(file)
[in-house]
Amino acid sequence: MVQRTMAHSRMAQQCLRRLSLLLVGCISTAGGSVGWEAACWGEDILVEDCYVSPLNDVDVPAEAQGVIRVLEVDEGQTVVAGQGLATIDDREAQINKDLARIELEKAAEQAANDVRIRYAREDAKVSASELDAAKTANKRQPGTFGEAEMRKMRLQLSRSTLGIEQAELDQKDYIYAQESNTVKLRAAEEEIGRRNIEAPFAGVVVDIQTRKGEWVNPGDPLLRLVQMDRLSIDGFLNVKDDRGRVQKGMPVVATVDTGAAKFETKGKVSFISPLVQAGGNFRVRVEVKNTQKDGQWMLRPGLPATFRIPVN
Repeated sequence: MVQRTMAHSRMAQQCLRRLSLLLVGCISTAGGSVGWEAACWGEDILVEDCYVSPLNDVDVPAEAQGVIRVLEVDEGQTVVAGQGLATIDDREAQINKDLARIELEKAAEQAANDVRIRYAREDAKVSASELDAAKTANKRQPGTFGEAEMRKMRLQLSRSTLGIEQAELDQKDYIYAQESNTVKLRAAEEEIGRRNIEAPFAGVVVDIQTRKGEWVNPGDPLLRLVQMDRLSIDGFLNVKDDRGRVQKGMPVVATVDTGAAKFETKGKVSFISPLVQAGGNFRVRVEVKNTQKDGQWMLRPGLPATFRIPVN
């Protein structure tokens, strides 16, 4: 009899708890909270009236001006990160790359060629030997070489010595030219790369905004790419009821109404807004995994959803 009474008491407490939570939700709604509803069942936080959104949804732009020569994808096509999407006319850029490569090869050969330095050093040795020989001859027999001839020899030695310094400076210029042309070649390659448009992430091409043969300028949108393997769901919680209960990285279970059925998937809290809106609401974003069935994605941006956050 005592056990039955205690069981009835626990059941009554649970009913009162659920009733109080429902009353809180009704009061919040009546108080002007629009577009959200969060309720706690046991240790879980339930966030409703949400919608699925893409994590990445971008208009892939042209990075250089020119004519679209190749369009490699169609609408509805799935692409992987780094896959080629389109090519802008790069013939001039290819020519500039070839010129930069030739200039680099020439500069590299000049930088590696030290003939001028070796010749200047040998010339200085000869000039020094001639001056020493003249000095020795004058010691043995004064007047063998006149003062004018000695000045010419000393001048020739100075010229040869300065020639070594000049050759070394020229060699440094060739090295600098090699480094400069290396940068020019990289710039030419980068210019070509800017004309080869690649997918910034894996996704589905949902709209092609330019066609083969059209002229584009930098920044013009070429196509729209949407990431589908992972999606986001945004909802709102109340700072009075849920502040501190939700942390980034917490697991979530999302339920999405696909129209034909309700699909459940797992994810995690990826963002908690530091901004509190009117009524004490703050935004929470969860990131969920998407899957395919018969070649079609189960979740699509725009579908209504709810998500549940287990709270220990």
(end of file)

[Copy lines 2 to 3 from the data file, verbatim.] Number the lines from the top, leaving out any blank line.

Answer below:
Amino acid sequence: MVQRTMAHSRMAQQCLRRLSLLLVGCISTAGGSVGWEAACWGEDILVEDCYVSPLNDVDVPAEAQGVIRVLEVDEGQTVVAGQGLATIDDREAQINKDLARIELEKAAEQAANDVRIRYAREDAKVSASELDAAKTANKRQPGTFGEAEMRKMRLQLSRSTLGIEQAELDQKDYIYAQESNTVKLRAAEEEIGRRNIEAPFAGVVVDIQTRKGEWVNPGDPLLRLVQMDRLSIDGFLNVKDDRGRVQKGMPVVATVDTGAAKFETKGKVSFISPLVQAGGNFRVRVEVKNTQKDGQWMLRPGLPATFRIPVN
Repeated sequence: MVQRTMAHSRMAQQCLRRLSLLLVGCISTAGGSVGWEAACWGEDILVEDCYVSPLNDVDVPAEAQGVIRVLEVDEGQTVVAGQGLATIDDREAQINKDLARIELEKAAEQAANDVRIRYAREDAKVSASELDAAKTANKRQPGTFGEAEMRKMRLQLSRSTLGIEQAELDQKDYIYAQESNTVKLRAAEEEIGRRNIEAPFAGVVVDIQTRKGEWVNPGDPLLRLVQMDRLSIDGFLNVKDDRGRVQKGMPVVATVDTGAAKFETKGKVSFISPLVQAGGNFRVRVEVKNTQKDGQWMLRPGLPATFRIPVN